Globally recognised standard for wireless communication. Wireless data and voice transfer between headsets, laptops, PCs, mobile phones, PDA ‘s, printers etc. Unlike infrared, Bluetooth does not need a visual connection.
Decibel, measuring unit for the volume of a sound. One decibel is a tenth of a bel, named after Alexander Graham Bell, the inventor of the telephone. 1 DB is the difference between two sound levels that can be detected by the human ear.
Digital Enhanced Cordless Telephony. Digital and tap-proof transfer technology for wireless telephony.
The new standard, called CAT-iq is an acronym for "Cordless Advanced Technology – internet and quality". Internet services may be tied in along with the voice transmission, which would normally require WLAN. CAT-iq is based on DECT and is downward compatible to the currently established DECT standard.
Wireless communication (receive/talk) set. Standardised EHS interface.
Is a little piece of hardware that can be connected to a computer, usually portable like a USB stick. Previously, dongles were used primarily to authenticate a software installation. Today, the term dongle is mostly used for a wireless wideband adapter. In connection with Jabra products, dongle is just a different word for a USB Bluetooth adapter.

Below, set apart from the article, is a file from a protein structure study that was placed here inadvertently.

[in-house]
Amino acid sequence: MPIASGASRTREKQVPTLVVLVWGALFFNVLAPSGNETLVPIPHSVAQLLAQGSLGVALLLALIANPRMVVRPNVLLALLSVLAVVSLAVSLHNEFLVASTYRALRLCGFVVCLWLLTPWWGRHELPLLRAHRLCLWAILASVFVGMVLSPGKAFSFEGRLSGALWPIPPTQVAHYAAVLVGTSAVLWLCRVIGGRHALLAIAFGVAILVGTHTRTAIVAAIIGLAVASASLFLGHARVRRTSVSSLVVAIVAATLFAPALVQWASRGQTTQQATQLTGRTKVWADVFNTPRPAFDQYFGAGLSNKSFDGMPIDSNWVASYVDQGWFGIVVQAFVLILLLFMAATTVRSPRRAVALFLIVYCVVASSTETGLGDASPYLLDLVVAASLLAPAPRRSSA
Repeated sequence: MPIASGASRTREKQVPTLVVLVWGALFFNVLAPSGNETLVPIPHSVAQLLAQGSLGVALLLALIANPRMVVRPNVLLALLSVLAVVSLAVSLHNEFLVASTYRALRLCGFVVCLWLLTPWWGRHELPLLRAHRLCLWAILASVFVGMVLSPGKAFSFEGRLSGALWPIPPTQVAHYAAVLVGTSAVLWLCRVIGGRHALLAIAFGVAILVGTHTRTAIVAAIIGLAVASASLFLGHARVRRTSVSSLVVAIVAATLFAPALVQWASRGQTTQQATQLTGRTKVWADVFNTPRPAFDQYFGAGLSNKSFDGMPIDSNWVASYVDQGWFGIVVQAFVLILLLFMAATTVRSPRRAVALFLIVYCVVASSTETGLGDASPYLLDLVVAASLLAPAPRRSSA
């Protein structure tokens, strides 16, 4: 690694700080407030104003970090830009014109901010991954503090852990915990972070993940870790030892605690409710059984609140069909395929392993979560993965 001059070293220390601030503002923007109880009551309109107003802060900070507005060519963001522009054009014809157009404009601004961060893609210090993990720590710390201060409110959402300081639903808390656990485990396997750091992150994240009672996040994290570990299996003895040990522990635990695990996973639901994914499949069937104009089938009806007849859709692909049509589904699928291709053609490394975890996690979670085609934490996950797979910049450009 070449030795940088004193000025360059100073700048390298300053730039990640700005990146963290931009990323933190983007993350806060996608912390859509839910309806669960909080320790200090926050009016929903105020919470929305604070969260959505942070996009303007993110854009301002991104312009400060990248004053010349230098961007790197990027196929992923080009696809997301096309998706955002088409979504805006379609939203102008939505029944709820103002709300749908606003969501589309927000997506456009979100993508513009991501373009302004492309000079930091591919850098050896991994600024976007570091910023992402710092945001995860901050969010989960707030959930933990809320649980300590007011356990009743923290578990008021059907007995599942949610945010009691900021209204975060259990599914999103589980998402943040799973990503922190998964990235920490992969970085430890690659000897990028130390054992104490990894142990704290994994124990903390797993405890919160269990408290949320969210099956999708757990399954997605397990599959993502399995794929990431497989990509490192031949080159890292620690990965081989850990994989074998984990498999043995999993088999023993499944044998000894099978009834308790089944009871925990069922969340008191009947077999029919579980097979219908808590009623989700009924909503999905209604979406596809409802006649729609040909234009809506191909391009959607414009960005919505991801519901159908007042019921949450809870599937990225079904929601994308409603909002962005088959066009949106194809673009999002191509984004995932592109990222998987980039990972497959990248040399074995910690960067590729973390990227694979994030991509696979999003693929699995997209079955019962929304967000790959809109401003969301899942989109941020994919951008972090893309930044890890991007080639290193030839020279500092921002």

Digital Signal Processor. Chips that digitally optimise voice or music. In headsets it is usually used to optimise the voice transfer. For instance, it will suppress echoes and an artificial side tone is added (the user's own voice can be heard and the sound is natural).
Headset with earphones for both ears, also called binaural with voice output on both ears.
Electronic Hook Switch interface between deskphone and headset can facilitate the following at a minimum: dial tone transfer, acceptance and ending of a call from the wireless headset.
Basic software that is embedded in the device hardware, for example in a headset or a base station from Jabra.
Standard microphone for quiet office environments like private or home offices.
Generic Access Profile (DECT -GAP) is a transfer protocol for wireless phones and allows for the communication of DECT devices from various manufacturers amongst one another. Wireless phones of various manufacturers can be used next to one another at one DECT base station, because they all use the same transfer protocol and in that way, a manufacturer spanning communication of the devices is possible.
IntelliTone™ regulates the average sound level down to 85dB.
Jabra IntelliPower avoids unnecessary power consumption. When not in use, the display illumination dims down automatically and the headset switches into stand-by mode. Switching power supply units are used that have less power consumption yet deliver full performance.
The „Internet Protocol" (IP) is a network protocol that is commonly used in computer networks and provides the base of the internet.